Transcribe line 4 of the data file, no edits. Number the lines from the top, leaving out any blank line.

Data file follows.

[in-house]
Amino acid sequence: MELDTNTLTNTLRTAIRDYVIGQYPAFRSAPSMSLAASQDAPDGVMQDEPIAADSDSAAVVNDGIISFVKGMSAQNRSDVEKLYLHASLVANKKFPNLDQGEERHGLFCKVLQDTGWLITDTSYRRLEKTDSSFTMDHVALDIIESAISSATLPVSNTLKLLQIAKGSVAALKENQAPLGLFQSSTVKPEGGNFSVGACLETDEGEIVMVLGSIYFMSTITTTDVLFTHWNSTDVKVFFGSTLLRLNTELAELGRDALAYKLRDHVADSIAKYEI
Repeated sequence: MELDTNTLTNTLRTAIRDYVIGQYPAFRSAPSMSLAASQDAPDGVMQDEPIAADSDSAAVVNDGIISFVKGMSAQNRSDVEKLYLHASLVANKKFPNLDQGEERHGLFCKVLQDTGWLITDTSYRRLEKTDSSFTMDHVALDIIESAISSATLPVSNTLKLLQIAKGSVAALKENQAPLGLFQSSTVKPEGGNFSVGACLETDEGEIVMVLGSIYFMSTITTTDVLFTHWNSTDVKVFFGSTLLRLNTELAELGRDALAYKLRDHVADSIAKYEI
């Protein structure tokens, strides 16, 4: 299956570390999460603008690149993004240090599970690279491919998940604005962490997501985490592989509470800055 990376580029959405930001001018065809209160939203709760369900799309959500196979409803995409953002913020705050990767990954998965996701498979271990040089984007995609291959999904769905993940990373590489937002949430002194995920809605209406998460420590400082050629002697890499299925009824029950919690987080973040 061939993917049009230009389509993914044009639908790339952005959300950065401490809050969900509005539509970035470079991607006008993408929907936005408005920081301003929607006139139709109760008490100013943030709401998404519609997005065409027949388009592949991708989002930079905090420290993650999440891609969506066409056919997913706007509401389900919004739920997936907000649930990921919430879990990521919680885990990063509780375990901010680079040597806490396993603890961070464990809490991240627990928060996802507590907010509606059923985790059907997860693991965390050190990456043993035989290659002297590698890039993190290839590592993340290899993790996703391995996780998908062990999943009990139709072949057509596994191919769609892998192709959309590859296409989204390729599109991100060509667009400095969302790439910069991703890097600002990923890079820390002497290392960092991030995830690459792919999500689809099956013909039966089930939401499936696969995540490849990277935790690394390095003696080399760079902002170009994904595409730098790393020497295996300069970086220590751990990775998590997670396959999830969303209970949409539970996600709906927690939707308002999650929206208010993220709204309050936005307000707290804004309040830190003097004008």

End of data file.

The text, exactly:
């Protein structure tokens, strides 16, 4: 299956570390999460603008690149993004240090599970690279491919998940604005962490997501985490592989509470800055 990376580029959405930001001018065809209160939203709760369900799309959500196979409803995409953002913020705050990767990954998965996701498979271990040089984007995609291959999904769905993940990373590489937002949430002194995920809605209406998460420590400082050629002697890499299925009824029950919690987080973040 061939993917049009230009389509993914044009639908790339952005959300950065401490809050969900509005539509970035470079991607006008993408929907936005408005920081301003929607006139139709109760008490100013943030709401998404519609997005065409027949388009592949991708989002930079905090420290993650999440891609969506066409056919997913706007509401389900919004739920997936907000649930990921919430879990990521919680885990990063509780375990901010680079040597806490396993603890961070464990809490991240627990928060996802507590907010509606059923985790059907997860693991965390050190990456043993035989290659002297590698890039993190290839590592993340290899993790996703391995996780998908062990999943009990139709072949057509596994191919769609892998192709959309590859296409989204390729599109991100060509667009400095969302790439910069991703890097600002990923890079820390002497290392960092991030995830690459792919999500689809099956013909039966089930939401499936696969995540490849990277935790690394390095003696080399760079902002170009994904595409730098790393020497295996300069970086220590751990990775998590997670396959999830969303209970949409539970996600709906927690939707308002999650929206208010993220709204309050936005307000707290804004309040830190003097004008």